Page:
Besides advancing the Buckeyes, the victory gave them a primer on facing a 2-3, which Cincinnati played the entire first half.
“We went into this game thinking Cincinnati was probably going to play zone,” said OSU coach Thad Matta. “We spent a majority of our time this week going against zone. And I told our guys, trying to motivate them, when we play Syracuse on Saturday, this will pay off for us.”
The Buckeyes showed great patience and ball movement against Cincinnati’s zone, building a 37-25 halftime advance behind the 20 points of sophomore forward Deshaun Thomas.
“Patience was important,” said OSU guard Lenzelle Smith Jr. “You play into their hands if you play fast without thinking. They made a lot of teams not think and play fast and turn the ball over. They tried to make us take quick shots, but guys passed up some of those shots, and we took the shots we wanted. That’s our motto: Pass up a good shot for a great shot.”
Ohio State shot 45 percent in the first half, and improved that to 52 percent in the second half when Cincinnati switched to a man-to-man defense.
“We just read their defense really well,” said OSU forward Jared Sullinger. “You’ve got to give that to the coaches. They put us in situations where we could succeed.”
Now the Buckeyes have no doubt what they’ll face against Syracuse.
“I know we’re going to face a 2-3 zone, there’s no hiding that,” Sullinger said. “They’re very long. They’re very athletic. They can get up and down with the best of them. So it’s going to be a game that we’re going to have to try to control the tempo.
“We’re going to have to score and execute our offense even though they’re playing a 2-3 zone. We can’t just sit back and let them punch us. We’ve got to throw the first punches.”...
Jared Sullinger and teammate Deshaun Thomas celebrate during the second half of their men's NCAA East Regional basketball game against the Cincinnati Bearcats in Boston Thursday March 22, 2012 (Photo: REUTERS/Brian Snyder)
Buckeyes Turn Back Cincinnati 81-66 March 22, 2012 Source: Bucknuts.com - Ohio State cleared a major hurdle late Thursday night with a resounding NCAA Sweet 16 win. The second-seeded Buckeyes got 26 points from Deshaun Thomas and 23 points and 11 rebounds from Jared Sullinger in taking an 81-66 win over No. 6 seed (and bitter instate rival) Cincinnati in an NCAA East Region semifinal Thursday night before a crowd of 18,896 at Boston’s TD Garden.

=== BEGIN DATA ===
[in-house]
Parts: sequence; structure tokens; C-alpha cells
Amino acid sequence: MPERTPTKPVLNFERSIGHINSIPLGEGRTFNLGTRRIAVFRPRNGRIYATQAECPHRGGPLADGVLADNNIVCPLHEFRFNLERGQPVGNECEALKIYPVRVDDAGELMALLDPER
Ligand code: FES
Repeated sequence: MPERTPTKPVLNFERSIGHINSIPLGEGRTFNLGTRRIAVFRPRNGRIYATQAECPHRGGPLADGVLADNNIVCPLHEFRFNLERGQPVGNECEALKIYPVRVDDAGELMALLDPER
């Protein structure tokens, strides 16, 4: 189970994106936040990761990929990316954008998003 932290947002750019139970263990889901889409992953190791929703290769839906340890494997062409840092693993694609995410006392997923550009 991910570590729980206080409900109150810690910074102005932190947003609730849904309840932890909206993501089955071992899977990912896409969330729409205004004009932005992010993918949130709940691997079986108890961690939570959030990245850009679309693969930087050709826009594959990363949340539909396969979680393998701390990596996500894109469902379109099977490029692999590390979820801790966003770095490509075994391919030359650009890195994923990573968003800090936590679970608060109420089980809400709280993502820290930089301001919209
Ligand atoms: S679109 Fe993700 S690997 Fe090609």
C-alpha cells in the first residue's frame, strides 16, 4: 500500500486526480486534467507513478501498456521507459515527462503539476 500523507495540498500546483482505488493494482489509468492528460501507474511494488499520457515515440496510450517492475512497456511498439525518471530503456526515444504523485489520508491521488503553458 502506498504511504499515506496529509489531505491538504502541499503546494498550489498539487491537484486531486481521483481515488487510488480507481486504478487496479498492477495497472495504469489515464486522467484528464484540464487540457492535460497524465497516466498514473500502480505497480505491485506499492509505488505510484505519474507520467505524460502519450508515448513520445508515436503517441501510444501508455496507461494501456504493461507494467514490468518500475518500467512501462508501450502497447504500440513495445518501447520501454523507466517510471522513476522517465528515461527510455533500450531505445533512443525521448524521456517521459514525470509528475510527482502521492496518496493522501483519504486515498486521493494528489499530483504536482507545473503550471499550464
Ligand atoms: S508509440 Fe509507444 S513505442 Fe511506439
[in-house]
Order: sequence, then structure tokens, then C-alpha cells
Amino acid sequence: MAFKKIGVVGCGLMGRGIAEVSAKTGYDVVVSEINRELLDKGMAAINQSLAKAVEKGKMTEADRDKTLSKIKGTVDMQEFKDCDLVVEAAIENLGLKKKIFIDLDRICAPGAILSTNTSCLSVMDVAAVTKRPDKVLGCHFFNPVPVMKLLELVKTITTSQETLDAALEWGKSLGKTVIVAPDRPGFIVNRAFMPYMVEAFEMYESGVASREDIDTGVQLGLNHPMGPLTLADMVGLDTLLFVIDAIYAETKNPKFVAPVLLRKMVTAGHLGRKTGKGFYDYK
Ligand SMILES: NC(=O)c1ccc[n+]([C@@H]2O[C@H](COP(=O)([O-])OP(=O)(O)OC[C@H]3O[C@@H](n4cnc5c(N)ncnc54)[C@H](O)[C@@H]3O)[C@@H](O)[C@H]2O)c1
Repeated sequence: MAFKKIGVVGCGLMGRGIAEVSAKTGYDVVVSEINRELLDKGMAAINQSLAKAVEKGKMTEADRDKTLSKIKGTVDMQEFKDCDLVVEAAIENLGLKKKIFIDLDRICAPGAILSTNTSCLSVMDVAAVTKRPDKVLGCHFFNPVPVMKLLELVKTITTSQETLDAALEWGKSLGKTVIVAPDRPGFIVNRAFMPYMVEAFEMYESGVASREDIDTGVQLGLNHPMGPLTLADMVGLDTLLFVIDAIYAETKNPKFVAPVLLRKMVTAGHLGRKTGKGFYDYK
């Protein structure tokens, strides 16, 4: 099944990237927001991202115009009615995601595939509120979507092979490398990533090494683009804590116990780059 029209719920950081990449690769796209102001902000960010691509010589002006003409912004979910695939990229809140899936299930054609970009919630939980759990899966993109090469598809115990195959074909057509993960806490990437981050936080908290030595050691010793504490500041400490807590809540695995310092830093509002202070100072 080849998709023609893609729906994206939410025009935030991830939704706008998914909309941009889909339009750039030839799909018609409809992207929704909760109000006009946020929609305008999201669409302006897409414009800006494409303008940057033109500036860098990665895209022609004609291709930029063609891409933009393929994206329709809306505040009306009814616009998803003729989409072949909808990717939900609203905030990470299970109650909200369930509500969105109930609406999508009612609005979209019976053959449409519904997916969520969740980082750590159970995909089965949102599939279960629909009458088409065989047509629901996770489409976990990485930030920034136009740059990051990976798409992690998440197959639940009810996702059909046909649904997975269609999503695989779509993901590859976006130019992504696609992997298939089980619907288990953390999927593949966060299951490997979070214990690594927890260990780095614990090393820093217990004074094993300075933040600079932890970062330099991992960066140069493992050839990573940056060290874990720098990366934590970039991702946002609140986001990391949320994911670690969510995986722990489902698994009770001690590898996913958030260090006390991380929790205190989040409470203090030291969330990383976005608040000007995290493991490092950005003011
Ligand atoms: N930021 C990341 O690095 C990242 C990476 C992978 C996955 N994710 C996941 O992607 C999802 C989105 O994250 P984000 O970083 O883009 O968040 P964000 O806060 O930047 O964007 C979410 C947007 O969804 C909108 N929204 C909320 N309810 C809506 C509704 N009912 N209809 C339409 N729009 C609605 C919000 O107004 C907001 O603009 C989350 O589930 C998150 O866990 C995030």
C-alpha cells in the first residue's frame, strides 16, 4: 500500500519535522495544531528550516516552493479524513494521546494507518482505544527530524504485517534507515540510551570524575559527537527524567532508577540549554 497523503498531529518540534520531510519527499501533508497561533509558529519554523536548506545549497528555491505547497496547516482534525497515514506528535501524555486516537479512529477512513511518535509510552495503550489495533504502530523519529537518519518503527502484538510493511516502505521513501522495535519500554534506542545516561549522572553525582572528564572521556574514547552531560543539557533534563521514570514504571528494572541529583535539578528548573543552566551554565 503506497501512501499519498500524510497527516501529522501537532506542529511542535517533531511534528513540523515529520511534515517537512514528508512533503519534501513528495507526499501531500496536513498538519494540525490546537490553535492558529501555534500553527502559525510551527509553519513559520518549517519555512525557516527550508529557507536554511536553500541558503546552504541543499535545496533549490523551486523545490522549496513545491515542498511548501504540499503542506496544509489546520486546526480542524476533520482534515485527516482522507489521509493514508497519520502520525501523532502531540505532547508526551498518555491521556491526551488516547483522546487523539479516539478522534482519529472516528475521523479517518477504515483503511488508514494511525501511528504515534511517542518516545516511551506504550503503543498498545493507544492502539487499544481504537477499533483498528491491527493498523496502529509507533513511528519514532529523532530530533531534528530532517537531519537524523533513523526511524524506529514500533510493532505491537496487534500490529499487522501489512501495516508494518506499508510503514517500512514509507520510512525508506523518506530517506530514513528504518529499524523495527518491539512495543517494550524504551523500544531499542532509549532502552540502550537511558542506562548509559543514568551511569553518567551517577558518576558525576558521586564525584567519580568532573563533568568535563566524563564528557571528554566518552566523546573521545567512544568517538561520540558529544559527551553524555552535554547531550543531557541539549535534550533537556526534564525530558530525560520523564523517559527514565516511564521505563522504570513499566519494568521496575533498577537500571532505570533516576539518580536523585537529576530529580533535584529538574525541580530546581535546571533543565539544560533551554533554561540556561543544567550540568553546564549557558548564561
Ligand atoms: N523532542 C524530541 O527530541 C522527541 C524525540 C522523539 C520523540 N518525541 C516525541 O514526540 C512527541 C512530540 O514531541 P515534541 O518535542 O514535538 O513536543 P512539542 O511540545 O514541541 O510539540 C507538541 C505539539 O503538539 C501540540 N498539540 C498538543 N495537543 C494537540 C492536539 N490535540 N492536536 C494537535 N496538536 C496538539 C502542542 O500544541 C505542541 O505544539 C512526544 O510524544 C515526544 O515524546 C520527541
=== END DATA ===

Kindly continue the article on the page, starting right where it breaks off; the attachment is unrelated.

The Buckeyes (30-7) advance to Saturday’s East Region final to face No. 1 seed Syracuse (34-2) here in Boston (7:05 p.m., CBS). The Orange took a dramatic 64-63 win over No. 4 seed Wisconsin earlier Thursday. The winner on Saturday will move on to the Final Four next weekend in New Orleans.
OSU led by as many as 13 late in the first half before allowing UC to surge into a four-point lead early in the second half. But the Buckeyes went on a 17-1 run to regain control and win going away.
“Obviously, that was a great college basketball game,” said OSU coach Thad Matta. “We were able to put together a run there in the first half. Give Cincinnati credit, they came out and stung us to start the second half, and we had to take some timeouts there to kind of refocus what we were doing on the defensive end.
“Once we got that going, I thought it generated some offense for us. We were able to make the plays we had to make down the stretch.”
The Sweet 16 had been Ohio State’s Waterloo the last two years in the NCAA Tournament with losses to lower seeds Tennessee in 2010 and Kentucky last year...
Key player: Deshaun Thomas led the Buckeyes with 26 points and had seven boards, but Jared Sullinger was the man. He tallied 23 points and harnessed 11 rebounds with three blocks. The sophomore hit 7-of-13 shots and was 9-of-10 from the free-throw line for an Ohio State squad that played just six eight players, but six ate up most of the minutes.
Key number: 27, free throws shot by Ohio State. The Buckeyes hit 19 (70.4 percent). Conversely, Cincinnati was just 5-of-8 from the charity stripe. The Buckeyes also had a decided edge from the 3-point line, hitting 8-of-17 (47.1 percent) compared to the Bearcats’ 9-of-23 (39.1 percent). Ohio State—which forced 18 turnovers–actually blew a 12-point halftime lead and saw Cincinnati take a four-point lead before taking over down the stretch.
What’s next for Ohio State? The win over Cincinnati advances the Buckeyes to the Elite Eight for the first time since Ohio State and Greg Oden marched to the national championship game in 2007, where the Buckeyes lost to Florida. The last two years ended in Sweet 16 losses to Kentucky and Tennessee, respectively. In 2009, the Buckeyes lost in the first round to Siena. Now comes a date with No. 1 Syracuse in the East Regional Final for the Big Ten’s tri-champs who are playing as well as anyone in the tourney. How will the Orange handle Jared Sullinger without Fab Melo?
FAST RECAP: Jared Sullinger scored 23 points, grabbed 11 rebounds and handed out three assists as No. 7 Ohio State defeated Cincinnati 81-66 on Thursday at TD Garden in Boston in the Sweet Sixteen. Both Sullinger and Deshaun Thomas played well for Ohio State (30-7). Sullinger went 7-of-13 from the field. Thomas had 26 points, hauled in six rebounds, knocked down 10-of-16 shot attempts, and shot 3-of-5 from long range. The Buckeyes shot 50 percent from the field (27-of-54). Ohio State was on fire from beyond the arc during the game, shooting 47 percent (8-of-17).